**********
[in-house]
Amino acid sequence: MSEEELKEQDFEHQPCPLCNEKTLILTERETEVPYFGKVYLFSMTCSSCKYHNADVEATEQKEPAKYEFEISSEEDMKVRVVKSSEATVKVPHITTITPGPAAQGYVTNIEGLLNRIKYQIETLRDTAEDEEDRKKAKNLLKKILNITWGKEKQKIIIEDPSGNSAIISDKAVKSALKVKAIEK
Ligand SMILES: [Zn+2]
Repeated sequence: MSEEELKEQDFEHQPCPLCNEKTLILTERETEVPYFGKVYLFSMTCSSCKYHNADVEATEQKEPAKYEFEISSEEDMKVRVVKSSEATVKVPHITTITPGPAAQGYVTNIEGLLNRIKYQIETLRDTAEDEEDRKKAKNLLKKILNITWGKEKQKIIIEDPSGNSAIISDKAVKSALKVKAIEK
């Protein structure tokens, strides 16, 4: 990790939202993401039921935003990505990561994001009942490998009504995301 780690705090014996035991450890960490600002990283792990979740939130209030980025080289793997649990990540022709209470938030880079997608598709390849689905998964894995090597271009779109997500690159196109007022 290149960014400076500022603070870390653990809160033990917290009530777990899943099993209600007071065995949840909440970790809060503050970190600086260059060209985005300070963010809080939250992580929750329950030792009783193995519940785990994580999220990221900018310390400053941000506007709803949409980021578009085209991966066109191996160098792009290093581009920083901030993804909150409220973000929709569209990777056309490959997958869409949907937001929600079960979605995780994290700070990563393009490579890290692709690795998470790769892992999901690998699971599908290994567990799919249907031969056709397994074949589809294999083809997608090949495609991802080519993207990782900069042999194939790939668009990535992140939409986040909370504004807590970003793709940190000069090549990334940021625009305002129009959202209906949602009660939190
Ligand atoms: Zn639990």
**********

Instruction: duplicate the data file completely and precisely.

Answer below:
[in-house]
Amino acid sequence: MSEEELKEQDFEHQPCPLCNEKTLILTERETEVPYFGKVYLFSMTCSSCKYHNADVEATEQKEPAKYEFEISSEEDMKVRVVKSSEATVKVPHITTITPGPAAQGYVTNIEGLLNRIKYQIETLRDTAEDEEDRKKAKNLLKKILNITWGKEKQKIIIEDPSGNSAIISDKAVKSALKVKAIEK
Ligand SMILES: [Zn+2]
Repeated sequence: MSEEELKEQDFEHQPCPLCNEKTLILTERETEVPYFGKVYLFSMTCSSCKYHNADVEATEQKEPAKYEFEISSEEDMKVRVVKSSEATVKVPHITTITPGPAAQGYVTNIEGLLNRIKYQIETLRDTAEDEEDRKKAKNLLKKILNITWGKEKQKIIIEDPSGNSAIISDKAVKSALKVKAIEK
């Protein structure tokens, strides 16, 4: 990790939202993401039921935003990505990561994001009942490998009504995301 780690705090014996035991450890960490600002990283792990979740939130209030980025080289793997649990990540022709209470938030880079997608598709390849689905998964894995090597271009779109997500690159196109007022 290149960014400076500022603070870390653990809160033990917290009530777990899943099993209600007071065995949840909440970790809060503050970190600086260059060209985005300070963010809080939250992580929750329950030792009783193995519940785990994580999220990221900018310390400053941000506007709803949409980021578009085209991966066109191996160098792009290093581009920083901030993804909150409220973000929709569209990777056309490959997958869409949907937001929600079960979605995780994290700070990563393009490579890290692709690795998470790769892992999901690998699971599908290994567990799919249907031969056709397994074949589809294999083809997608090949495609991802080519993207990782900069042999194939790939668009990535992140939409986040909370504004807590970003793709940190000069090549990334940021625009305002129009959202209906949602009660939190
Ligand atoms: Zn639990």